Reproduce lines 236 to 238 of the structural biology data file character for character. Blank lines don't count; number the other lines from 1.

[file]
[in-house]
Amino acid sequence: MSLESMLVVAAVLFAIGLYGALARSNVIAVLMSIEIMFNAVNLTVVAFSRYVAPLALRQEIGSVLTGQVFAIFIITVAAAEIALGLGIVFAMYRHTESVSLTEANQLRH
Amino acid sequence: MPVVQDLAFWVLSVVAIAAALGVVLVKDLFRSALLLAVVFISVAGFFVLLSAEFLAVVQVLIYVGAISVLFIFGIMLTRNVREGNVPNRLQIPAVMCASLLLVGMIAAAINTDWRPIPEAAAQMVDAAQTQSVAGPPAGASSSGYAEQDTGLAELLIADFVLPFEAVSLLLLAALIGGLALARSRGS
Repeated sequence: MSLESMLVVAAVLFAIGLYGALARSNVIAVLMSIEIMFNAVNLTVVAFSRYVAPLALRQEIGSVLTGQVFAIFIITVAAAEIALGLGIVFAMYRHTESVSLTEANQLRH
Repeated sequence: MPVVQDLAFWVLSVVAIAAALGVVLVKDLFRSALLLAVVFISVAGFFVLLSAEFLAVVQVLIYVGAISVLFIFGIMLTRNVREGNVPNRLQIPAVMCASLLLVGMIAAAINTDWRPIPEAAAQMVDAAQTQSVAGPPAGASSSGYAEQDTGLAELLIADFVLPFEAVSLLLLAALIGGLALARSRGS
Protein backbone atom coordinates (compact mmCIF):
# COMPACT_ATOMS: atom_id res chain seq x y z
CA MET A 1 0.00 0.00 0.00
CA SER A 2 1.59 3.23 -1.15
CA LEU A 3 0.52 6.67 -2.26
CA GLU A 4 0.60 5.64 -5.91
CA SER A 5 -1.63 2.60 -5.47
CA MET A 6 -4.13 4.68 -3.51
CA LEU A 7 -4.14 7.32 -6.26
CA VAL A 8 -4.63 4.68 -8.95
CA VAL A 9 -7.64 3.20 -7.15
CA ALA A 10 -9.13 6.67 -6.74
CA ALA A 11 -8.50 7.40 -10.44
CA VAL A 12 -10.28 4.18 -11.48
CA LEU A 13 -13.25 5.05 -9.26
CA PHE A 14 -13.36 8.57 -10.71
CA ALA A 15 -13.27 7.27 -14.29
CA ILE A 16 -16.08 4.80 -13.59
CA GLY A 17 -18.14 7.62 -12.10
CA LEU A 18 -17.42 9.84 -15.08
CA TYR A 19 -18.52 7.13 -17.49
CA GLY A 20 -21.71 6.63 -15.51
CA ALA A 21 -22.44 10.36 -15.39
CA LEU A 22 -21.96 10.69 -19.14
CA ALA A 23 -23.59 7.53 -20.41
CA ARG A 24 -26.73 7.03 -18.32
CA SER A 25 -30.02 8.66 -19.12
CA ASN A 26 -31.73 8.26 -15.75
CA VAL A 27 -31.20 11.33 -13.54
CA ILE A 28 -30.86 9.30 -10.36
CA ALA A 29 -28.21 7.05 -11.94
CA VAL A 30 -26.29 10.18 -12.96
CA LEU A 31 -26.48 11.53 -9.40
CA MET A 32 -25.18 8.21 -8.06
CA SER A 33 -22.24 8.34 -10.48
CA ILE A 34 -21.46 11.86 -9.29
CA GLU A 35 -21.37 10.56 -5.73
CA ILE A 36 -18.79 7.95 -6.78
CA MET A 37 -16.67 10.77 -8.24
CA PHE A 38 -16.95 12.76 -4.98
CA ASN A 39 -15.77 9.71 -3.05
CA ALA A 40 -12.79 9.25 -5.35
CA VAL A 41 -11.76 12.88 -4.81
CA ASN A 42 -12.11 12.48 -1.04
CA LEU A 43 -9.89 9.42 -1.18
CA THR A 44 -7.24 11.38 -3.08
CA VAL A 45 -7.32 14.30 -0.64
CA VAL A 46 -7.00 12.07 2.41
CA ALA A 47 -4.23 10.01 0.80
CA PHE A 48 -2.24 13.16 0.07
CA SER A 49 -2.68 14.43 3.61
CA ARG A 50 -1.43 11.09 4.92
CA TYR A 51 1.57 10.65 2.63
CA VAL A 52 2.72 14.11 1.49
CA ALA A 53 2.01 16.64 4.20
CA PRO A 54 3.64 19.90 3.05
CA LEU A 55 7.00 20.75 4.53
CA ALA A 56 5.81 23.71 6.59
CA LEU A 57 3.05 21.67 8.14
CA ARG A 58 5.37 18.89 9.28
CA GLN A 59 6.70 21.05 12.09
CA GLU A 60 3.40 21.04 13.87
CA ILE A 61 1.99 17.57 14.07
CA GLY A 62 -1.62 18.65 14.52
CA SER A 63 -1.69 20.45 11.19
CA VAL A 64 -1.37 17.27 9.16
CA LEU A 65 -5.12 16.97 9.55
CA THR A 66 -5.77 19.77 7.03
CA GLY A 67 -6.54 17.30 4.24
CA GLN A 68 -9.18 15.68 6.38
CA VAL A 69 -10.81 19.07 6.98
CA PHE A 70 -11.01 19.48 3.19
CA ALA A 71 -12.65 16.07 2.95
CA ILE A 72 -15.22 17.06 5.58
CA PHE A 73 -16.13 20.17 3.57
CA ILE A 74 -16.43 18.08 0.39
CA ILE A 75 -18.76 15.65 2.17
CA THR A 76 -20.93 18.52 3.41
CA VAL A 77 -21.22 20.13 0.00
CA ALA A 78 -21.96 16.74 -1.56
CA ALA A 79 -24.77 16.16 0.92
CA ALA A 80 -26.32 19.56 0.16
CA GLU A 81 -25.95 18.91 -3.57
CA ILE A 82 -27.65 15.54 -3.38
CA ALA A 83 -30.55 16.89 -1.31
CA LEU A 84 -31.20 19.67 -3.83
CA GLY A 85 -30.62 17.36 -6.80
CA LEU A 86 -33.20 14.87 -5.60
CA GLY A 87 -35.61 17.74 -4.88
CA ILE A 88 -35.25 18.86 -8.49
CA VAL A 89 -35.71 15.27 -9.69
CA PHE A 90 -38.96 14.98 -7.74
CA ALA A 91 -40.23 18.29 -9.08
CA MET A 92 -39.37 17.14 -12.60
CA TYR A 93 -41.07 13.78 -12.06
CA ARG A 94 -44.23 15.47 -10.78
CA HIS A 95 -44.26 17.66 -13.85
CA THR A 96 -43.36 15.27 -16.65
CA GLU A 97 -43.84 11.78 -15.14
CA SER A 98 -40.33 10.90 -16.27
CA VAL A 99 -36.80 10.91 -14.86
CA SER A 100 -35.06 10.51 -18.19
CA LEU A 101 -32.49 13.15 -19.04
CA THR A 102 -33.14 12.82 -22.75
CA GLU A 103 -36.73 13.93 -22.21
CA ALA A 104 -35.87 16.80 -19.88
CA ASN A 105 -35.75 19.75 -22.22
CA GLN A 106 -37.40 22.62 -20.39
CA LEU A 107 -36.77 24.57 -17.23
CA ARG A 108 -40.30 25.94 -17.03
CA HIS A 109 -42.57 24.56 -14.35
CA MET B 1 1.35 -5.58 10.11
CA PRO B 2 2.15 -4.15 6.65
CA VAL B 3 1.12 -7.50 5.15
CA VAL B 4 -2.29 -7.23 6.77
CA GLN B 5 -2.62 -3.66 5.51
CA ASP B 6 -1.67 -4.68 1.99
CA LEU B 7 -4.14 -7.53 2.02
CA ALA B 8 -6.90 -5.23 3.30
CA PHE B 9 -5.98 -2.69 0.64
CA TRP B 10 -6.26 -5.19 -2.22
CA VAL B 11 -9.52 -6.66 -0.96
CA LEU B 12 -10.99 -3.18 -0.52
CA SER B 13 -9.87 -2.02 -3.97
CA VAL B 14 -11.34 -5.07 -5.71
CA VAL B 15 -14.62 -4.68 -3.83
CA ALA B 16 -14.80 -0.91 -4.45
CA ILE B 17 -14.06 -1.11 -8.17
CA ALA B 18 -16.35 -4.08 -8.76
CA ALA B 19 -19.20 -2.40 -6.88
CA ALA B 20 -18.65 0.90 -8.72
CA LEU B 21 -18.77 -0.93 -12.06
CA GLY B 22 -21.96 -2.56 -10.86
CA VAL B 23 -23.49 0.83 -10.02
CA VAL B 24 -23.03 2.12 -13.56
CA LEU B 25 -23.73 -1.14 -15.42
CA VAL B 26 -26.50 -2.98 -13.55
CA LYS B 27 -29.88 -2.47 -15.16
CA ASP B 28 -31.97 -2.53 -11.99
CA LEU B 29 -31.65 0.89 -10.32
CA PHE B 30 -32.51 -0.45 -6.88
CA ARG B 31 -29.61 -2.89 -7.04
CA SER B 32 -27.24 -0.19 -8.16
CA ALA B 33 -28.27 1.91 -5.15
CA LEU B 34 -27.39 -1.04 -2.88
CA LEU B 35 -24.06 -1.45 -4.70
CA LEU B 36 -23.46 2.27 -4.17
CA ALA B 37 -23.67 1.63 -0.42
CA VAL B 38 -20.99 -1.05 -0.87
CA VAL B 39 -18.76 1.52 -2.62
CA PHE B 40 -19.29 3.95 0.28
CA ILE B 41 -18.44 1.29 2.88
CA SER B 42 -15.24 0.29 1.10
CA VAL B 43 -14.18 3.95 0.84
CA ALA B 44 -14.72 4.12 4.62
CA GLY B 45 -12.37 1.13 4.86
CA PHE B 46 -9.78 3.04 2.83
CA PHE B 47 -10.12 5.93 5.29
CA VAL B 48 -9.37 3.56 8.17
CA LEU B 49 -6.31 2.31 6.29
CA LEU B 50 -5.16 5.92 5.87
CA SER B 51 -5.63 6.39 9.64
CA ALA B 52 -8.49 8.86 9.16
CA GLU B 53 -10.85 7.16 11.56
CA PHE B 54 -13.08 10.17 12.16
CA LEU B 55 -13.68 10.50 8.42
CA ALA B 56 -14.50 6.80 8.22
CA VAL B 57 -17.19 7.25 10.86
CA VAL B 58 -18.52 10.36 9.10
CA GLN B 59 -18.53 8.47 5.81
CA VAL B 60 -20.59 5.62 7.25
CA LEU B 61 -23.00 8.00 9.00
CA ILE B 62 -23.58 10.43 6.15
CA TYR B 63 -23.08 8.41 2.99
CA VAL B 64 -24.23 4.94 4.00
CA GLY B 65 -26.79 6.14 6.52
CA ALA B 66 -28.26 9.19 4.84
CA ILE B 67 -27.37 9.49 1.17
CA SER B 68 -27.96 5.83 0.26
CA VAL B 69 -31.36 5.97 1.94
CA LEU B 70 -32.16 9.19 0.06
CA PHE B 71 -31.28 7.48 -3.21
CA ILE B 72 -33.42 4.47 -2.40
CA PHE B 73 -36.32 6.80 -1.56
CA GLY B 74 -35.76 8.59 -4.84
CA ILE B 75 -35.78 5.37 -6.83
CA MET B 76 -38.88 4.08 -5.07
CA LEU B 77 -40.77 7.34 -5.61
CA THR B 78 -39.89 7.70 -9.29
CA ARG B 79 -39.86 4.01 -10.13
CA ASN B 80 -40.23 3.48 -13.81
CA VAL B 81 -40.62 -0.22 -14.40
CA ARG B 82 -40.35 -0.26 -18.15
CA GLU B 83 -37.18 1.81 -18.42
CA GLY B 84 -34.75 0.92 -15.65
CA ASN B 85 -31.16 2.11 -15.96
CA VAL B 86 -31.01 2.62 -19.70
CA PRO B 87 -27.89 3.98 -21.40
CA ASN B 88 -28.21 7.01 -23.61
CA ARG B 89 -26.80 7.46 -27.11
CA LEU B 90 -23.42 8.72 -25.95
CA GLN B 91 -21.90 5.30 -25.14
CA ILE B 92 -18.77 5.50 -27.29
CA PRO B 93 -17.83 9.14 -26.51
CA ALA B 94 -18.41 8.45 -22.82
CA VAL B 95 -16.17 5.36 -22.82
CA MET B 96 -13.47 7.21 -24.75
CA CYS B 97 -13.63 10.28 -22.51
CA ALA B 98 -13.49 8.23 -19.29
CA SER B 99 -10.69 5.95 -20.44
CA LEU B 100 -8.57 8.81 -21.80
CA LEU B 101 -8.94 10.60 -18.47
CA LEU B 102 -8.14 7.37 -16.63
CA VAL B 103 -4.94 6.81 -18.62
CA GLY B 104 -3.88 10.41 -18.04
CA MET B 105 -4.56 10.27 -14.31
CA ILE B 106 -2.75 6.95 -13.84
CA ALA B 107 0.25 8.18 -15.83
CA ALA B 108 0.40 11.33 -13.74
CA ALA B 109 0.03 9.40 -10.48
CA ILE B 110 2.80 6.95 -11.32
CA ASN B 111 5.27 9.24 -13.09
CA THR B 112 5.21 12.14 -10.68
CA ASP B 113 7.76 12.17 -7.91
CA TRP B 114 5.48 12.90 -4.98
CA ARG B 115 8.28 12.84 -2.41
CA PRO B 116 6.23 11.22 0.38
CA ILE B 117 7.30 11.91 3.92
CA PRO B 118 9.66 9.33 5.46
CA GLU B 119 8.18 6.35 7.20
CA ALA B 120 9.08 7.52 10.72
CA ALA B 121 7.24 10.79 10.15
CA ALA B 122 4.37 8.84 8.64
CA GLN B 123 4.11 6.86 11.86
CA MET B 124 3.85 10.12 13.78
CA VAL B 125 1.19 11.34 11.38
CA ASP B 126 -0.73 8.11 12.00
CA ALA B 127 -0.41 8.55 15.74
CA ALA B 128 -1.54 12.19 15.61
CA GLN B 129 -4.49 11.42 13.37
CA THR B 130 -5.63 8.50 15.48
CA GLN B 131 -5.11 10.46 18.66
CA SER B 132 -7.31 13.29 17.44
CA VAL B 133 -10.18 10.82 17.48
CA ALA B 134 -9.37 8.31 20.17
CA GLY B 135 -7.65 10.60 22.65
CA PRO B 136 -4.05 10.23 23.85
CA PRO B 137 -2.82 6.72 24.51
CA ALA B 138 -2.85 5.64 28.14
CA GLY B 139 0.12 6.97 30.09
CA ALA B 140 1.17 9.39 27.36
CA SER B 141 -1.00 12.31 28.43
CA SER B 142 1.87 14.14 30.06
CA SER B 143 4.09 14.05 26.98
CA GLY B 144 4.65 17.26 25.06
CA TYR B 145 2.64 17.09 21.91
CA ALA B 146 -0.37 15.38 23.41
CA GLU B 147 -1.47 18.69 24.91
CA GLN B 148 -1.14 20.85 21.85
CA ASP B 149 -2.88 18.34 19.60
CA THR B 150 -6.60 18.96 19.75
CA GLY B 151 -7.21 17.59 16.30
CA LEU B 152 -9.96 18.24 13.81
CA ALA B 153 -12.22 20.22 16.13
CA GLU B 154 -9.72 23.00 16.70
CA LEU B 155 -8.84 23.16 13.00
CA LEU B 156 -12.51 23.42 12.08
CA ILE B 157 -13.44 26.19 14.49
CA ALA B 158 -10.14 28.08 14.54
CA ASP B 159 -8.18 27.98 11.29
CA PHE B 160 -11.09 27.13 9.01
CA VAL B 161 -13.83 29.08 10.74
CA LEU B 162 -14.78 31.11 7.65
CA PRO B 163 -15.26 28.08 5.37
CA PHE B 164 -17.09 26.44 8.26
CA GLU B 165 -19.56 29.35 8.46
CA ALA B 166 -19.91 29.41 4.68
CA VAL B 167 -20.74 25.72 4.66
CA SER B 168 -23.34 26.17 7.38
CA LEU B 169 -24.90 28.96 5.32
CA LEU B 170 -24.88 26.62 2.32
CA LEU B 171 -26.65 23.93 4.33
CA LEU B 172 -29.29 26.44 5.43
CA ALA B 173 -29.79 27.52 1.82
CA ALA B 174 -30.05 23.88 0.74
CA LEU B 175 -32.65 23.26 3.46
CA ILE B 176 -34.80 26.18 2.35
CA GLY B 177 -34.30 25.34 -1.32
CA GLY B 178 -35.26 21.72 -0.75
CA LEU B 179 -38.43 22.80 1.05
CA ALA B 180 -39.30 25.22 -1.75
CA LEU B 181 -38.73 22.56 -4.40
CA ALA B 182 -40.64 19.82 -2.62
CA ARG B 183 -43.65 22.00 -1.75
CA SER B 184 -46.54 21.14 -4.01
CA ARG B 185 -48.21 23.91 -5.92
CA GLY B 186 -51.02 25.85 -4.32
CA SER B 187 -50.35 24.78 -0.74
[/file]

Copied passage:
CA ALA B 120 9.08 7.52 10.72
CA ALA B 121 7.24 10.79 10.15
CA ALA B 122 4.37 8.84 8.64